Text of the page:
What is poise? They say a picture paints a thousand words, so this section is mainly pictures………….
These first three pictures are of young children who have not yet lost their natural poise, balance and energy. They have a lightness about them and everything they do is easy and effortless. We would all have been like this at this age before we started to copy adults:
After the age of three, most of us in the Western culture start to lose this unconscious ease (see later picture in this series). These three older children are rare exceptions to this tendency and have somehow managed to keep fluid and poised for their activities:
Of course, animals and birds never lose their poise and are great teachers for us. These pictures also demonstrate what we are looking to regain in some measure in terms of 'stillness in activity' and 'activity in stillness' (Alexander's expressions). Look at the leaping dolphins, the racing horse and the soaring bird. See how they all have a 'stillness' of power and calm as they move, just as the children above in 'action' mode have. We are more used to seeing stiff or awkward movement in our culture.
Then look at the Siamese cats, the dog and even the dozing cat. Notice that they have an 'activity in stillness', so even though they are still, their whole body is alive, open and quietly alert rather than collapsed or stiff. The children above in 'still' mode exhibit these same rich qualities.
Dolphin image courtesy of Cardigan Bay Marine Wildlife Centre http://www.cbmwc.org.uk
According to research, 97% of adults in Western culture lose their natural poise and so it is rare to meet one of the 3%! Elsie was in her eighties at the time of the photograph. She had never had a day's illness in her life; she still danced, sang, played the piano and was a bundle of fun.
She had never heard of the Alexander Technique, so somehow without any help, she had managed to maintain a natural and very fluid grace and poise throughout her life. A delightful lady.
Maurice Barlow - Ace Stilt Skater
Gail's father, Maurice, was an international professional stilt-skater, whose act in these pictures involved first of all skating round the ice balancing a huge top hat on his head and singing without a microphone and then building up speed (minus the hat) to leap over ever-higher stacks of chairs, finishing with splitting an apple on the head of a hapless 'volunteer' from the audience who would be asked to sit on the top row of chairs. To achieve this required of course a huge amount of athletic skill coupled with vast quantities of balance and poise!
This is an extreme example of poise. Most of us would be happy to be able to do the things we want to do in our life without pain or restriction and to regain some sense of that lightness, ease and mobility with which we were born.
(Pictures show Maurice as 'Lanky Doodle Dandy' in Tom Arnold's Ice Show)
This last picture says it all! Apart from it being a wonderful, heart-warming photograph of musician Whispering Smith and his family in Louisiana, USA in 1972, it shows us what happens to us all.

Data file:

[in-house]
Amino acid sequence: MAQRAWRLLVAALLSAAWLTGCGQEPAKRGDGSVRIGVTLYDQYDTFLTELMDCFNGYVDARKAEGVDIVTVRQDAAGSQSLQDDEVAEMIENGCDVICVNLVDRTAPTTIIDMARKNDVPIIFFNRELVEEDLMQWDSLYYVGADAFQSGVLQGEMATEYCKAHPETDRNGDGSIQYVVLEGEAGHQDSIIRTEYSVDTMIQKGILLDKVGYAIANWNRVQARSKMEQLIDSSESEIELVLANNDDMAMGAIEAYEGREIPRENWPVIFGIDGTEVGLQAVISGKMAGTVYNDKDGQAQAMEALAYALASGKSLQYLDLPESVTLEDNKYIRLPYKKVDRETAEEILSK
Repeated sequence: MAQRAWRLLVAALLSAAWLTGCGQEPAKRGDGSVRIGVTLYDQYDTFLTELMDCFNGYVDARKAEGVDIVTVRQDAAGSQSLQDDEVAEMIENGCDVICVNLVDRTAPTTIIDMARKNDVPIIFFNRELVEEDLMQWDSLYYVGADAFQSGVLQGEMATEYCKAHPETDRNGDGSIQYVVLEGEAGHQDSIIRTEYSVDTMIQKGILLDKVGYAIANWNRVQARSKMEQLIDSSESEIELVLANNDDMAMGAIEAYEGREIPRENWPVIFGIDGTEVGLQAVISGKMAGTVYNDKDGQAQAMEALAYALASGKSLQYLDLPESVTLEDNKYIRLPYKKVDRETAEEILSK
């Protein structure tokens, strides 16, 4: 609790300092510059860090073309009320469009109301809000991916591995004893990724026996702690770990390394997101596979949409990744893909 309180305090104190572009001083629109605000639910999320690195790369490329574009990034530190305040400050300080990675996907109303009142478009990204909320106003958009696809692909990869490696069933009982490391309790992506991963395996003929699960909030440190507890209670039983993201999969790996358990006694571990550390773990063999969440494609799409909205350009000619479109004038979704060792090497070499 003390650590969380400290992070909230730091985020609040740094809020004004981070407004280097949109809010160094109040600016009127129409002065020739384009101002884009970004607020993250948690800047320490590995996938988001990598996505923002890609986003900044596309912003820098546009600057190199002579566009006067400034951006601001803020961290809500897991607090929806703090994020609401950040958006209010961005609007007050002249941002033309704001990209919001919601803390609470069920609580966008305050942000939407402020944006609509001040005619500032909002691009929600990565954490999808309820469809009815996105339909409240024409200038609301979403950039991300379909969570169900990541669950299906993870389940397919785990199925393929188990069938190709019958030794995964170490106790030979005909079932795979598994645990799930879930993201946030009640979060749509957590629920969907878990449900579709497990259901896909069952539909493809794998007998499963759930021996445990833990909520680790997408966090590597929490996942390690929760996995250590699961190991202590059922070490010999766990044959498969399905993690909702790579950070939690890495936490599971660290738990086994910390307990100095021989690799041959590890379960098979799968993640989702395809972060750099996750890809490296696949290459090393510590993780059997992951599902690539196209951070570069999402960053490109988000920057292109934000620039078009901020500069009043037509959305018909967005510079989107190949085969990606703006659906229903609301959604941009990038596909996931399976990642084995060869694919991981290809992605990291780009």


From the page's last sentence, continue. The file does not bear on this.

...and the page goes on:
Whispering Smith and family, Lousiana, 1972 © Val Wilmer
Look at the young boy on the left and how he is still easily upright with stable pelvis, perfectly balanced head and a natural spiral in his body as he gazes up at his dad ('activity in stillness' again). At this age he is operating independently of the culture and is therefore able to continue effortlessly because he is as yet unaware that he is 'different' from the other boys. Alas, he will soon want to 'fit in'.
Compare this with the other two boys, who have already 'lost it', unconsciously collapsing their bodies into the Western culture's habitual distortions. Notice particularly how their heads are collapsed back into their necks and how their bodies are sunken down and twisted as they turn to face their dad.
This is not their fault. It's nobody's fault. They have just unconsciously copied their dad or their teacher or their neighbour, as we all do when we are growing up. They are our role models for life and so these distortions remain deeply embedded in our culture from one generation to the next. This way of sitting just looks 'normal' to most people and would not even merit a comment.
It is these distortions which Alexander Technique seeks to address. With help, we can become first of all aware of what we are doing to ourselves and then we can learn how to reverse that, so that we can choose to make our body stronger with a long-forgotten lightness and energy. It is a chance to make our life easier and more enjoyable for longer.
For more information and comments about Gail's teaching, please go to the comprehensive 'People's Stories page' page.
Gail Barlow is the Director of Dolphin Alexander Courses, which she set up in 1990 after completing the three-year full-time Alexander Technique Teacher Training Course and qualifying as a Teacher of the F M Alexander Technique.
Gail trained as an Alexander Teacher in the eighties and has now worked with over 2,000 people in the UK and Europe. She is now a very experienced teacher and is able to 'tune in' and work with each person in a method and at a pace uniquely suited to their individual needs.
She is a Member of the Society of Teachers of the Alexander Technique (STAT), which was founded in 1958 and is the oldest and largest professional body of Alexander Technique teachers in the world.